An effort based at the University of Illinois Urbana-Champaign connects the past and the present in order to better understand the global history of genocide. It's called the "Holocaust, Genocide, and Memory Studies" initiative and brings together experts from a variety of fields who research "history, literature, memory, and artistic representation of genocide and trauma."
Brett Kaplan is the director of the initiative. She says the importance of memory studies is that in part, it helps one "... think about how it is that different people from different nations interconnect ... ways in which you can think about memory moving across time and space, in all kinds of different directions." The initiative has led to various projects, like a reading group and conferences on topics like the “Radical Right and Remembering in Recent Political History.'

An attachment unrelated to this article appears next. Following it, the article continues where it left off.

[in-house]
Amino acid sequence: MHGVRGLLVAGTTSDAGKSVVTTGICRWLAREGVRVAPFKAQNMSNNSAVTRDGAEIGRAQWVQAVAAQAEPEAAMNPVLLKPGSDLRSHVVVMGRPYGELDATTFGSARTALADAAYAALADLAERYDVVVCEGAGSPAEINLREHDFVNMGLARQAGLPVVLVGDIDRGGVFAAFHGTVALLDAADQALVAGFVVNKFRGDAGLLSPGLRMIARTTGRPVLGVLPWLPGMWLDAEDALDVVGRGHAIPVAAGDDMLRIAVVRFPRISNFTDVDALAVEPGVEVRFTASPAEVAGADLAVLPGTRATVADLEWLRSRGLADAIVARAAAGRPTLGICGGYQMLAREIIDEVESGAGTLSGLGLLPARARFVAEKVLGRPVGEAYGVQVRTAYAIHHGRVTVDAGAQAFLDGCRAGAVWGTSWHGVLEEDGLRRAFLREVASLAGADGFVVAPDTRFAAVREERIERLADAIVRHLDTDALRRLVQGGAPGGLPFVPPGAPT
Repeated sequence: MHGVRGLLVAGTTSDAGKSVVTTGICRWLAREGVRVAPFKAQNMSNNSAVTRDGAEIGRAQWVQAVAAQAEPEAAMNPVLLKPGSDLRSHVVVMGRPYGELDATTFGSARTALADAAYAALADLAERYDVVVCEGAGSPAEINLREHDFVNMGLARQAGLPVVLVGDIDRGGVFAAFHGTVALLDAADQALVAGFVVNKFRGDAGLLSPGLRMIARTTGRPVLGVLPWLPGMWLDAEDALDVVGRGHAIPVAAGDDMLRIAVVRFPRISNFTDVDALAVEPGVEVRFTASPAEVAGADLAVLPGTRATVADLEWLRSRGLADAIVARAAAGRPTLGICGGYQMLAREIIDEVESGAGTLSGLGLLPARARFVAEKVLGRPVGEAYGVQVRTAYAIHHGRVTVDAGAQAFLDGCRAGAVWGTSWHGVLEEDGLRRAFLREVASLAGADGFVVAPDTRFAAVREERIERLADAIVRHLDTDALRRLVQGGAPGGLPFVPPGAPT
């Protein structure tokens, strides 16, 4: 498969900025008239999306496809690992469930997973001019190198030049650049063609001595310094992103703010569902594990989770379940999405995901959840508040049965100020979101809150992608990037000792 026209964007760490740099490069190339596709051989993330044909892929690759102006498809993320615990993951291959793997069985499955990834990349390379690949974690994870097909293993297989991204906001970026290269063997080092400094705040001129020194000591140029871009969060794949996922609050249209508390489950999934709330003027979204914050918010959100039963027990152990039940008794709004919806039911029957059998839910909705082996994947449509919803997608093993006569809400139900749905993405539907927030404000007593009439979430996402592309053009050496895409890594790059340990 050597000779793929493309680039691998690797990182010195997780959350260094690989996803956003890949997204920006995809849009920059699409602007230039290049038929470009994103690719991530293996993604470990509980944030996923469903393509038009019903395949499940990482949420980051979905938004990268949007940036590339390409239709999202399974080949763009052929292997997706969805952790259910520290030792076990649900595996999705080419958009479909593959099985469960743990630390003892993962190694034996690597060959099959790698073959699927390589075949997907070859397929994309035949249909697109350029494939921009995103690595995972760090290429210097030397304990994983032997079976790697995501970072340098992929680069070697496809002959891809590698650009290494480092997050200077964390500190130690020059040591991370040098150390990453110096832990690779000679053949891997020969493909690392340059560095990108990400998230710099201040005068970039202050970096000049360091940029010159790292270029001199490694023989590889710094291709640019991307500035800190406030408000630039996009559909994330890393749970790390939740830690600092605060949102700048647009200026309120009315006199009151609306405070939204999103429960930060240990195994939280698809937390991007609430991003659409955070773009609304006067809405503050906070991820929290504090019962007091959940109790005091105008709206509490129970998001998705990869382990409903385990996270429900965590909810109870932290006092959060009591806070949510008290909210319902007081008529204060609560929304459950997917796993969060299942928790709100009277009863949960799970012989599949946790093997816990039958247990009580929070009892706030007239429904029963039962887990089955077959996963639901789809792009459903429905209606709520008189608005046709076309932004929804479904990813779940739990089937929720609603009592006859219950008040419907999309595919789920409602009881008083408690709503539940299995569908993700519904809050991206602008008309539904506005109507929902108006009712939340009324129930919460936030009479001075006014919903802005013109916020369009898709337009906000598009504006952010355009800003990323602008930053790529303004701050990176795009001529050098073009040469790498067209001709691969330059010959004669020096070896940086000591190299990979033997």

In the interview Kaplan, who also heads the program in Jewish Culture and Society, also tells us her opinion on what she sees as a growing revitalization of white supremacy in the US. Regarding the election she says, "The choice of Trump is in fact a white supremacist choice." She says learning from the past about how racism and bigotry have been used to propagate fear and warfare is crucial, and is part of the reason why "... we as scholars try to make connections historically and across different nations."